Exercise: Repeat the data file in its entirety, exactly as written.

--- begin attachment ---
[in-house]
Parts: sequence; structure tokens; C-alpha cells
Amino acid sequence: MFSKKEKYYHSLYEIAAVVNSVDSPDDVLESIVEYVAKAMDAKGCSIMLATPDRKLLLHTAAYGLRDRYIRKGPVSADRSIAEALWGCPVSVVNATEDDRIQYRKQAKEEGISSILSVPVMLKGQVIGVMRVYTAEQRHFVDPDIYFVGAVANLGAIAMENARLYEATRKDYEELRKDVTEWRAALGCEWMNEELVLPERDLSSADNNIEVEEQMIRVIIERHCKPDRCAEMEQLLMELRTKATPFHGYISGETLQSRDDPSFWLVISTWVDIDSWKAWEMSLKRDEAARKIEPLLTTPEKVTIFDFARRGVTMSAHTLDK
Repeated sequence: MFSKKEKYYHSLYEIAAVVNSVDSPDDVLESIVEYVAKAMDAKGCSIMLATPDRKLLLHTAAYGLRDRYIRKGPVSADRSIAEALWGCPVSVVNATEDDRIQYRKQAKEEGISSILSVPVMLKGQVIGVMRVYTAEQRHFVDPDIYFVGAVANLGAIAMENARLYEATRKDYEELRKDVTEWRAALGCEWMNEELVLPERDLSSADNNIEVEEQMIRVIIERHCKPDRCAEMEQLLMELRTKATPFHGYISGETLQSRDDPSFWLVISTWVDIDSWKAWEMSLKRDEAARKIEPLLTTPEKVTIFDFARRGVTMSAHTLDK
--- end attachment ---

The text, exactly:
[in-house]
Parts: sequence; structure tokens; C-alpha cells
Amino acid sequence: MFSKKEKYYHSLYEIAAVVNSVDSPDDVLESIVEYVAKAMDAKGCSIMLATPDRKLLLHTAAYGLRDRYIRKGPVSADRSIAEALWGCPVSVVNATEDDRIQYRKQAKEEGISSILSVPVMLKGQVIGVMRVYTAEQRHFVDPDIYFVGAVANLGAIAMENARLYEATRKDYEELRKDVTEWRAALGCEWMNEELVLPERDLSSADNNIEVEEQMIRVIIERHCKPDRCAEMEQLLMELRTKATPFHGYISGETLQSRDDPSFWLVISTWVDIDSWKAWEMSLKRDEAARKIEPLLTTPEKVTIFDFARRGVTMSAHTLDK
Repeated sequence: MFSKKEKYYHSLYEIAAVVNSVDSPDDVLESIVEYVAKAMDAKGCSIMLATPDRKLLLHTAAYGLRDRYIRKGPVSADRSIAEALWGCPVSVVNATEDDRIQYRKQAKEEGISSILSVPVMLKGQVIGVMRVYTAEQRHFVDPDIYFVGAVANLGAIAMENARLYEATRKDYEELRKDVTEWRAALGCEWMNEELVLPERDLSSADNNIEVEEQMIRVIIERHCKPDRCAEMEQLLMELRTKATPFHGYISGETLQSRDDPSFWLVISTWVDIDSWKAWEMSLKRDEAARKIEPLLTTPEKVTIFDFARRGVTMSAHTLDK